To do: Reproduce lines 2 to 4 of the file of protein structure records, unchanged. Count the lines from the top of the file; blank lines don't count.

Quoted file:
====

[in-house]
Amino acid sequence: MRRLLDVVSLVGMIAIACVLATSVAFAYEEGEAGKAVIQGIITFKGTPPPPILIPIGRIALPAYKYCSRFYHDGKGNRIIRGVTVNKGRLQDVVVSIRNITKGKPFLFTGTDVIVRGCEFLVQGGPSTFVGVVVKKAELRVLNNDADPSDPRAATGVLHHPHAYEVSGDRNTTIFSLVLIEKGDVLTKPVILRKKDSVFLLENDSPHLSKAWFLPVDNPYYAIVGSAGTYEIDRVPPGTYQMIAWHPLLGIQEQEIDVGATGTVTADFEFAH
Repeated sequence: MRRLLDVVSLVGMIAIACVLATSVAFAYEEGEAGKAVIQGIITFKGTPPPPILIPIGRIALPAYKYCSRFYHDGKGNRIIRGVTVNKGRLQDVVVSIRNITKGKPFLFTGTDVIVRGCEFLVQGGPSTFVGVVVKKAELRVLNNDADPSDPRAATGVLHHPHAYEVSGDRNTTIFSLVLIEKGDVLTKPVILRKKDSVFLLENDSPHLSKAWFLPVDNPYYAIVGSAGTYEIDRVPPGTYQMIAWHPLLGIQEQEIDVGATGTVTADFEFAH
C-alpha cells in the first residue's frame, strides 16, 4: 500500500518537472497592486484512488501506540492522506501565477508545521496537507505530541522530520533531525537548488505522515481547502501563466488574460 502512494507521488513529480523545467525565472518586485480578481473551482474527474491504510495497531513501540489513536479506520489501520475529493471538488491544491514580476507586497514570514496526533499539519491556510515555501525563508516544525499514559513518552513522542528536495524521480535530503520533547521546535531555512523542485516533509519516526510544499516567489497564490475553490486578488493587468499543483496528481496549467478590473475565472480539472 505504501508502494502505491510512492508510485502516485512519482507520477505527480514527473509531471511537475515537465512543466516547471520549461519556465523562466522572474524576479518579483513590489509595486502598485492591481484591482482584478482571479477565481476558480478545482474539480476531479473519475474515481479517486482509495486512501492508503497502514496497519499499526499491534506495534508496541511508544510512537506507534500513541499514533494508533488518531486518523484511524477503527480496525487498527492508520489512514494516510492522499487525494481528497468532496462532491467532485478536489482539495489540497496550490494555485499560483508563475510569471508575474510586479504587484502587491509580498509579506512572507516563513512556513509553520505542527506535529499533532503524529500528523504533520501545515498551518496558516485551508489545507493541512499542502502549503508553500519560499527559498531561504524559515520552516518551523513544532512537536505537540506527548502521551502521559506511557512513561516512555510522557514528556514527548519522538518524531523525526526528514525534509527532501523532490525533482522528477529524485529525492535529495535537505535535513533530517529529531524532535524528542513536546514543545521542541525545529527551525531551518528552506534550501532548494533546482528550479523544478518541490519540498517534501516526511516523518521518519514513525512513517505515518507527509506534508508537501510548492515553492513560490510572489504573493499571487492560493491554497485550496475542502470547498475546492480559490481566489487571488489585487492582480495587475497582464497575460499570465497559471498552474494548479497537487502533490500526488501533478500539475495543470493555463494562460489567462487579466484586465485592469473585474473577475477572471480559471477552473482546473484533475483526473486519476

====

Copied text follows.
Amino acid sequence: MRRLLDVVSLVGMIAIACVLATSVAFAYEEGEAGKAVIQGIITFKGTPPPPILIPIGRIALPAYKYCSRFYHDGKGNRIIRGVTVNKGRLQDVVVSIRNITKGKPFLFTGTDVIVRGCEFLVQGGPSTFVGVVVKKAELRVLNNDADPSDPRAATGVLHHPHAYEVSGDRNTTIFSLVLIEKGDVLTKPVILRKKDSVFLLENDSPHLSKAWFLPVDNPYYAIVGSAGTYEIDRVPPGTYQMIAWHPLLGIQEQEIDVGATGTVTADFEFAH
Repeated sequence: MRRLLDVVSLVGMIAIACVLATSVAFAYEEGEAGKAVIQGIITFKGTPPPPILIPIGRIALPAYKYCSRFYHDGKGNRIIRGVTVNKGRLQDVVVSIRNITKGKPFLFTGTDVIVRGCEFLVQGGPSTFVGVVVKKAELRVLNNDADPSDPRAATGVLHHPHAYEVSGDRNTTIFSLVLIEKGDVLTKPVILRKKDSVFLLENDSPHLSKAWFLPVDNPYYAIVGSAGTYEIDRVPPGTYQMIAWHPLLGIQEQEIDVGATGTVTADFEFAH
C-alpha cells in the first residue's frame, strides 16, 4: 500500500518537472497592486484512488501506540492522506501565477508545521496537507505530541522530520533531525537548488505522515481547502501563466488574460 502512494507521488513529480523545467525565472518586485480578481473551482474527474491504510495497531513501540489513536479506520489501520475529493471538488491544491514580476507586497514570514496526533499539519491556510515555501525563508516544525499514559513518552513522542528536495524521480535530503520533547521546535531555512523542485516533509519516526510544499516567489497564490475553490486578488493587468499543483496528481496549467478590473475565472480539472 505504501508502494502505491510512492508510485502516485512519482507520477505527480514527473509531471511537475515537465512543466516547471520549461519556465523562466522572474524576479518579483513590489509595486502598485492591481484591482482584478482571479477565481476558480478545482474539480476531479473519475474515481479517486482509495486512501492508503497502514496497519499499526499491534506495534508496541511508544510512537506507534500513541499514533494508533488518531486518523484511524477503527480496525487498527492508520489512514494516510492522499487525494481528497468532496462532491467532485478536489482539495489540497496550490494555485499560483508563475510569471508575474510586479504587484502587491509580498509579506512572507516563513512556513509553520505542527506535529499533532503524529500528523504533520501545515498551518496558516485551508489545507493541512499542502502549503508553500519560499527559498531561504524559515520552516518551523513544532512537536505537540506527548502521551502521559506511557512513561516512555510522557514528556514527548519522538518524531523525526526528514525534509527532501523532490525533482522528477529524485529525492535529495535537505535535513533530517529529531524532535524528542513536546514543545521542541525545529527551525531551518528552506534550501532548494533546482528550479523544478518541490519540498517534501516526511516523518521518519514513525512513517505515518507527509506534508508537501510548492515553492513560490510572489504573493499571487492560493491554497485550496475542502470547498475546492480559490481566489487571488489585487492582480495587475497582464497575460499570465497559471498552474494548479497537487502533490500526488501533478500539475495543470493555463494562460489567462487579466484586465485592469473585474473577475477572471480559471477552473482546473484533475483526473486519476